July 14. 647. Queen Mary to the Earl of Pembroke. Has received his letter of the 5th inst. relative to the ordering of Guisnes and Hampnes, and demand of a further supply of horse and foot for the defence of the low country. Although she trusts her dearest husband the King, being now at the siege of St. Quentin, will so occupy the French that they shall not have much time to molest her subjects on the Marches, and she has sent over extraordinary crews of soldiers for the defence of her pieces, yet she has directed her Council to require from the Deputy and Treasurer of Calais a statement of the number of soldiers there presently in pay, when further order shall be taken. [Minute. Autograph of Petre. Two pages.]
July 22. 648. Same to Lord Grey. Has been earnestly requested by the Earl of Pembroke and others, who are going to serve in France under King Philip, that he may accompany them. Although strongly persuaded that no one is so meet to take charge of Guisnes as himself, and would rather wish that he should not leave it if it be possible, yet, if he should do so, desires that he shall entrust the command to Sir Edward Braye, leaving with him full instructions and the piece in a proper state of defence. [Minute. Autograph of Petre. Two pages.]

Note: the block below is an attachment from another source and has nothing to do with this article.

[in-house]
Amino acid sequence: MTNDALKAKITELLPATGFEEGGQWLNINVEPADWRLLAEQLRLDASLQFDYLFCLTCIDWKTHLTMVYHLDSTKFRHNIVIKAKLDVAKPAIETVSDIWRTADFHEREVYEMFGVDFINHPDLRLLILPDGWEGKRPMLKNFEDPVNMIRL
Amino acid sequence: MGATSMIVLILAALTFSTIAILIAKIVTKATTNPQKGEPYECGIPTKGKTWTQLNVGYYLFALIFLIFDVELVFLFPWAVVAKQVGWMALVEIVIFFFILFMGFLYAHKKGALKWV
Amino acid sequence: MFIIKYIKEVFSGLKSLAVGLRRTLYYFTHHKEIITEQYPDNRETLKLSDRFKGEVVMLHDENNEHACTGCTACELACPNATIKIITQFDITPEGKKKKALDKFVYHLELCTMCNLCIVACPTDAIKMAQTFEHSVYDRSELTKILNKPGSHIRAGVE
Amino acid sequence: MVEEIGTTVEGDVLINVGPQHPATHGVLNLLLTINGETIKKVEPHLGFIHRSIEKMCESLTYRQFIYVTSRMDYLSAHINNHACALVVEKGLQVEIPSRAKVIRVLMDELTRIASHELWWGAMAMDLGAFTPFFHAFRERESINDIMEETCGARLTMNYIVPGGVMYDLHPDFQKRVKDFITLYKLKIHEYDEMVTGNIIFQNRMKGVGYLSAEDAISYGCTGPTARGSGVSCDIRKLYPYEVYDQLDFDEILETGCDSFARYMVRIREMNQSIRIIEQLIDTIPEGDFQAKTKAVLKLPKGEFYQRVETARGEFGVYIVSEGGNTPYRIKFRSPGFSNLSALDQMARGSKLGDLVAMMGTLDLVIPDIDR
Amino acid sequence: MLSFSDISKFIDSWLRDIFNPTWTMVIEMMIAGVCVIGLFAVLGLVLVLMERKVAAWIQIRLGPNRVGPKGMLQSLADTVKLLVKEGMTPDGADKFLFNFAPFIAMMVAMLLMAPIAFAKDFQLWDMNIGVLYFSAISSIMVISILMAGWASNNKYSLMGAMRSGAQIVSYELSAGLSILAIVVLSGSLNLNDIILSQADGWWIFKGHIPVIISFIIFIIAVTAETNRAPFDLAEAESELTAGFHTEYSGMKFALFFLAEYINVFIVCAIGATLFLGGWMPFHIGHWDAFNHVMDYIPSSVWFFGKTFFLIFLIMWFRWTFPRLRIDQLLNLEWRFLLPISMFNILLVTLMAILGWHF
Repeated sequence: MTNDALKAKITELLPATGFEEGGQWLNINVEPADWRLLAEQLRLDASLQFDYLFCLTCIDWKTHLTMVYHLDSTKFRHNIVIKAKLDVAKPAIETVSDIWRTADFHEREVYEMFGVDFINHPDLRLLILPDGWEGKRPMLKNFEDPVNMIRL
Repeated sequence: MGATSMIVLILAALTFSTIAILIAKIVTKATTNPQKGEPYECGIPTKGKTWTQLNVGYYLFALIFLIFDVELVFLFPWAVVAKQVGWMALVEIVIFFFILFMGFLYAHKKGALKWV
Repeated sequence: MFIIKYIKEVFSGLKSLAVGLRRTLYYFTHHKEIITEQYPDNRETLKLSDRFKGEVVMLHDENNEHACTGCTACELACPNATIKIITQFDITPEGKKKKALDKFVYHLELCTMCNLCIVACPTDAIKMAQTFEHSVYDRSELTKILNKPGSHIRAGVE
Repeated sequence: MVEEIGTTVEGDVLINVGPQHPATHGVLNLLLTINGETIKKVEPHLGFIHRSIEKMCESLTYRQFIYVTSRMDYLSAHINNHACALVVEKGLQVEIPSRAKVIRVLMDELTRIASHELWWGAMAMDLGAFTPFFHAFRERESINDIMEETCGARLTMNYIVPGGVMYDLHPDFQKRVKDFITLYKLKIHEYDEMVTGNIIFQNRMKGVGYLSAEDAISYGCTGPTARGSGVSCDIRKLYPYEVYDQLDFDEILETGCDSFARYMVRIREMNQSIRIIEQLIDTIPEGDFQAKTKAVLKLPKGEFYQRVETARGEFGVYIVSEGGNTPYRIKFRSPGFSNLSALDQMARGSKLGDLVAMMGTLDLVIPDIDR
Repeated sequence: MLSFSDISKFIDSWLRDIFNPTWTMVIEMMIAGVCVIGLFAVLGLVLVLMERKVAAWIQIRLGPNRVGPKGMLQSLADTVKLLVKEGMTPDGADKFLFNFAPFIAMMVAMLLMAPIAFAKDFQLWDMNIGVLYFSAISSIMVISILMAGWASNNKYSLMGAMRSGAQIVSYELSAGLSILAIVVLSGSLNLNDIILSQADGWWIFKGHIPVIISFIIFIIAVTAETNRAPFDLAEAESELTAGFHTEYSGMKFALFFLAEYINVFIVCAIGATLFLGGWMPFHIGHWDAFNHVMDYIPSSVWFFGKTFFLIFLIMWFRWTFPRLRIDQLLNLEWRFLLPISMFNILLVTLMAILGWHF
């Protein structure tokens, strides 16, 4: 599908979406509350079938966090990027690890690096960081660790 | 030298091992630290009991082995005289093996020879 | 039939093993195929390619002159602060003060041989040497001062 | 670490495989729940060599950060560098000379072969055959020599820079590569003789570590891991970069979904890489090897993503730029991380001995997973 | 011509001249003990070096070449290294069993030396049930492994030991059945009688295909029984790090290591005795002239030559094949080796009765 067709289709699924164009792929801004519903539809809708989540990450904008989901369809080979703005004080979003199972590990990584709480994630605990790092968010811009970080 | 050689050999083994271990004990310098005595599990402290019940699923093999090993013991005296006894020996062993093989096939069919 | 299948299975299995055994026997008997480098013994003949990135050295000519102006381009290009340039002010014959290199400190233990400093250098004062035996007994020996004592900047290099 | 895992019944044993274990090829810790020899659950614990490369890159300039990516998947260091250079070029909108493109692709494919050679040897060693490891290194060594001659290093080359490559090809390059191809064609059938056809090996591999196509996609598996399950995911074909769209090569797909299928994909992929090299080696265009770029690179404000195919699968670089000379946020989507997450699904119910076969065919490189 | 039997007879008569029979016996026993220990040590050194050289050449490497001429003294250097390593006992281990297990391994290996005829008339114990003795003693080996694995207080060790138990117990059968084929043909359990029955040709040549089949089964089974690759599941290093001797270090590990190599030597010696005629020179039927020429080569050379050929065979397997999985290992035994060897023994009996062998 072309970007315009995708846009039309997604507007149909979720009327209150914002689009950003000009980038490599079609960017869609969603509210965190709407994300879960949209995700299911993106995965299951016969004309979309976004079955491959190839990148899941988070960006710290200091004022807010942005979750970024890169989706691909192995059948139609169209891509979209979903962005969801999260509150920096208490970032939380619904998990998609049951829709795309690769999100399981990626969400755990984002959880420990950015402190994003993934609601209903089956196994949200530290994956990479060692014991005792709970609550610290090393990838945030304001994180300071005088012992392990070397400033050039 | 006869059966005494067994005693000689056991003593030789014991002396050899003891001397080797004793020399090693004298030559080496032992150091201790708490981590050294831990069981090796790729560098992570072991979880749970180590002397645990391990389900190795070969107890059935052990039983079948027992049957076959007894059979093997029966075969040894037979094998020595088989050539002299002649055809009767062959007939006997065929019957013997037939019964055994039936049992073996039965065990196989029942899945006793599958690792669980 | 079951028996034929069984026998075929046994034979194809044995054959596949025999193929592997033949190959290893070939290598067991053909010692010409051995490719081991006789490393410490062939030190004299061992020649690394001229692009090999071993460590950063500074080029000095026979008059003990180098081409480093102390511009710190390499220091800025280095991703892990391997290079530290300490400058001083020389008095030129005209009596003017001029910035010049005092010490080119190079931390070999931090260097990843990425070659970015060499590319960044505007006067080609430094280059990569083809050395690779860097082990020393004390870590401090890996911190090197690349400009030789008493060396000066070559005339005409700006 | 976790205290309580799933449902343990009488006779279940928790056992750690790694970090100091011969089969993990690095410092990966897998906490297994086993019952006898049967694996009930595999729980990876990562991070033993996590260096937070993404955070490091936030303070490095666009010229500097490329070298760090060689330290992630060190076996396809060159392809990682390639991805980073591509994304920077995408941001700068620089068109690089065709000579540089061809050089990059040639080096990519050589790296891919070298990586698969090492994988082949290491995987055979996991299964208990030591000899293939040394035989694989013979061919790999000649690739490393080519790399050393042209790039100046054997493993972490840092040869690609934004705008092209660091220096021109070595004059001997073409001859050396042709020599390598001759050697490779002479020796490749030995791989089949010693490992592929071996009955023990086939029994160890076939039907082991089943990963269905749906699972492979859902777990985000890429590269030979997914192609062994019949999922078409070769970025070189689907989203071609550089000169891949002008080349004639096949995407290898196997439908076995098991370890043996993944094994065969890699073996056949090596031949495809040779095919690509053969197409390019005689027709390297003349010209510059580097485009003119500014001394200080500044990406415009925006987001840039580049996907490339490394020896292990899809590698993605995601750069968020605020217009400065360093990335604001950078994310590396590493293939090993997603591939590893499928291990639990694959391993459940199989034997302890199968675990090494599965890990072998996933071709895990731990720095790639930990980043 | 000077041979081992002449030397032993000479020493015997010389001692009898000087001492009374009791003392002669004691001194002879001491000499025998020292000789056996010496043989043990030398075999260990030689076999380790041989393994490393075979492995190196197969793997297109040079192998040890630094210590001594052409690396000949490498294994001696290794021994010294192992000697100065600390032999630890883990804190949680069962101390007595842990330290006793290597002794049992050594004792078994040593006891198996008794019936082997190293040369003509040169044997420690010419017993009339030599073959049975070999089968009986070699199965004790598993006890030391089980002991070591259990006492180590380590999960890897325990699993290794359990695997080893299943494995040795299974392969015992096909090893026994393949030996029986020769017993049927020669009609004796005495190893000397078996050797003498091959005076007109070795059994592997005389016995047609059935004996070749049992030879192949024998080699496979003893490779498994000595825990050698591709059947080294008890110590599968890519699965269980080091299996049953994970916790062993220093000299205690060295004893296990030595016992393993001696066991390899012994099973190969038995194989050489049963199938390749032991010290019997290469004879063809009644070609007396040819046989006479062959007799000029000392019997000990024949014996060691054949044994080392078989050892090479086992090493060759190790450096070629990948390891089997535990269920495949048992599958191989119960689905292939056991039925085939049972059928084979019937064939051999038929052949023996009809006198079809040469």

July 22.
649. The Earl of Pembroke, the Lord Deputy and Council at Calais, to Queen Mary. Send articles agreed upon for the safe custody of Guisnes during the absence of Lord Grey, and desire to know her Majesty's pleasure thereon. [Quarter of a page.] Articles inclosed,
649. I. The castle to be delivered to Sir Edward Braye in same state and with such troops and supplies as Lord Grey now has it.
649. II. Lewis Dyves, by reason of his great knowledge and trustworthiness, to remain to assist Sir E. Braye.
649. III. Think that 200 more men should be added to the 300 already there.
649. IV. Think that Sir Henry Palmer should have the chief command of these 500 men, and for this new charge to have 10s. per diem in addition to the 4s. which he presently has.
649. V. Think that 300 more infantry should be sent to the low country, 100 at Hampnes, and 100 horse at the Causeway, so that the whole force in these places will be 600 foot and 100 horse. Of this number of foot and horse, so many shall be left here as the Earl of Pembroke finds he has beyond the number appointed to him, the residue lacking must be sent from England. This shall be signified with all speed. [One page.]